This is what the crowd looks like when someone throws an inflatable d20 in the air.
Okay, it looks better than that… definitely more alive, but my iphone’s camera has no flash, zoom or shutter speed to speak of, so as far as action shots go, that’s the best I could do.
It was fun times, that was until one of the GenCon staff members plucked the d20 out of the air with a firm reprimand of “Who does this belong to?” Luckily the awkward silence was broken by the doors to the dealers room opening and everyone ignoring said GenCon staff member. I’m sure he doing his job, preventing people from getting hurt, thankless as that job is.
We had to be quick, as True Dungeon was starting in 45 minutes. I stopped by the Burning Wheel booth again to try and meet Luke Crane. I failed at this but did see Brennan, Paul, and Joe who all looked a little weary from lack of sleep but were still friendly as ever. Speaking of friendly, this very sweet booth babe was kind enough to kick my butt at rock-paper-scissors:
And just as I was about to leave I saw Luke walking through the crowd and chased him down to the Burning Wheel booth. I was really exited to hear what I he had to say about all my work on Mouse Guard. I hoped to wow him with the props I made and my techniques for subtly introducing setting, mechanics and situation. 2nd Strike. He was very reasonable when he told me he thought it wasn’t needed. I gave him some examples of how I thought it improved game play and he pointed out the ways he thought it detracted from the game.
It was kind of a heartbreak for me, because for the life of me I couldn’t sell him even so far as to look at the work I’d done. It’s a major pain the ass to haul a 44” x 22” foam board map through the airport, even if it folds in half. It sat in my room, alongside the chess pieces, mentor and obstacles cards, laminated skill sheets, dice colored by cloak, custom fate/persona tokens, hard plastic character sheet tents with custom traits, and of all things leather pouch of chuck-e-cheese coins, pointlessly brought to the con.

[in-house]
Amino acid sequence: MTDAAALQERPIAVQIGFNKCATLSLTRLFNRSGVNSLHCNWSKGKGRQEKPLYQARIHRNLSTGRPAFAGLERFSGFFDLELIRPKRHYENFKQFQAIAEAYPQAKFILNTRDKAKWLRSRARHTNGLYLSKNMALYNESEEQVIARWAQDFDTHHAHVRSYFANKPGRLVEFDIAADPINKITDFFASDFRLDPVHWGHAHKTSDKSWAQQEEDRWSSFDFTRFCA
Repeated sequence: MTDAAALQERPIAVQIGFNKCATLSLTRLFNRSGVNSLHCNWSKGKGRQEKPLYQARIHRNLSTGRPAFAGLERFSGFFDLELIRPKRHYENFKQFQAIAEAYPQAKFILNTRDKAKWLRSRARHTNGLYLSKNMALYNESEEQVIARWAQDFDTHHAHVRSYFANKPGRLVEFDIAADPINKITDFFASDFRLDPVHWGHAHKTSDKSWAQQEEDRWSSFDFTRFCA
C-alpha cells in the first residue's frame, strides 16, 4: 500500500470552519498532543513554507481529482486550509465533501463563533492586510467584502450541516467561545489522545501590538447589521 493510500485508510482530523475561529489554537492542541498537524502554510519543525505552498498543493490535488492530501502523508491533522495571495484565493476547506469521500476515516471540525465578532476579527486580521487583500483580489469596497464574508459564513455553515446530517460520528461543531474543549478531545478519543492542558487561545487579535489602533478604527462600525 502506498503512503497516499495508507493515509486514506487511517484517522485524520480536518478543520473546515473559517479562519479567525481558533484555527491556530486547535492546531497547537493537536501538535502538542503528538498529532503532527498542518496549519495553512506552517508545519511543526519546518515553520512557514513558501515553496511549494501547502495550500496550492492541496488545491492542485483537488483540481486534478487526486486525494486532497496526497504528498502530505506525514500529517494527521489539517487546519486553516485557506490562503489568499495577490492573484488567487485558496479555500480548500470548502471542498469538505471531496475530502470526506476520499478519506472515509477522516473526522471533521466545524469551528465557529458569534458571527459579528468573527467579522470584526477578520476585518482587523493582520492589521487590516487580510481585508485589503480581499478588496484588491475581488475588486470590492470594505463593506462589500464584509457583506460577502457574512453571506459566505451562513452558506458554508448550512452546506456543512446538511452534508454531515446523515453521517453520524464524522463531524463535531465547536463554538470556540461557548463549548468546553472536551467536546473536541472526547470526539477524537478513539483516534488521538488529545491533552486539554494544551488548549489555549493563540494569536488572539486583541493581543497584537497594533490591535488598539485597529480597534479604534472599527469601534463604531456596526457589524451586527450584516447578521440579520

In retrospect I’m not sure what I expected to happen. Luke has made it clear in the past that his games work as is and generally suffer from tampering rather than benefit.
True Dungeon: Five Aspects
The True Dungeon session at 10:50 made for a good reason to cut off my discussion with Luke. Without anything to actually show him, I was at a loss and felt myself backpedaling. We ended on an up note talking about The Gift and what players got out of playing it, as well as what I got out of running it as a GM.
Then it was a the mad dash to the Marriott, to arrive on time for Five Aspects. Zach and Justin we’re already checked in and equipped with character sheets, Rogue and Paladin respectively. I had weaseled a +1 Darkwood staff off one of the guys we played the mini quest with (Thanks again for that Quinn) and so I was exited to see that the Druid was still available. Some of the more experienced players warned me that Druids have to remember the names of a bunch of leaves. While this seemed somewhat daunting I decided that I was up to the task and did not regret it.